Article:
There's something primal about the smell of smoking food. Somewhere deep in the recesses of our souls, we remember a time when humans only ate by the fire. Or perhaps that's just something I tell myself. Either way, it's hard to smell smoke and food and not feel like you should be eating. And, as chef Edi Frauneder said in a recent Saveur article, "Grilling is convivial. There's something about this act of coming together over an open flame that just says vacation."
How To: Brita Filters Costing You a Fortune? Use These DIY Methods to Clean Your Water for Half the Price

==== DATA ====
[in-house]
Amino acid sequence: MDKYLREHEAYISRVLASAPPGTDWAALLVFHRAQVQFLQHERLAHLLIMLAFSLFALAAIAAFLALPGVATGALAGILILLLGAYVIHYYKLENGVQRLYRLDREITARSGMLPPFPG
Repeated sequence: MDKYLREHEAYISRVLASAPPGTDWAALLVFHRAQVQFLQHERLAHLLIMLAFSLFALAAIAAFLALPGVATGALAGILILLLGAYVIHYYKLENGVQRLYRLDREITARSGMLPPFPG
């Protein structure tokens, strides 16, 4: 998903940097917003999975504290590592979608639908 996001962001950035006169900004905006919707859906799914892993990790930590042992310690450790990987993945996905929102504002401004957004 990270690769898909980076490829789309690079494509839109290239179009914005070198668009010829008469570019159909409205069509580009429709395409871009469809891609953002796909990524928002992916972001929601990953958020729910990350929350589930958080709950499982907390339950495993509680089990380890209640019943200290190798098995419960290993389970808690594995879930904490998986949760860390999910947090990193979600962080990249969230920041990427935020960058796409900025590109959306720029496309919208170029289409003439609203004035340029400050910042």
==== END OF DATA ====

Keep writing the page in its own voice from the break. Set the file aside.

No matter what the clean freaks out there try to tell me, I still drink my Los Angeles tap water without a care in the world. I figure that I've already consumed much more heinous things in my lifetime. Street vendor "steak" burritos comes to mind.
Cold brewing tea and coffee are all the rage, and for good reason: they're idiot-proof. I, personally, am a total dunce at brewing coffee. It either ends up strong enough to peel paint from a car or so weak that you can see through it. Meanwhile, I have friends who inevitably brew green tea to the point where it's painful to drink it.
In my opinion (and I suspect in the opinion of the masses), there is no greater snack food than potato chips. They're crunchy, they're salty, they're fried, and they're bite size; what's not to love? But I believe that, like almost all foods, potato chips can get even better. Especially if they're the most basic garden variety type of chip: sea salt.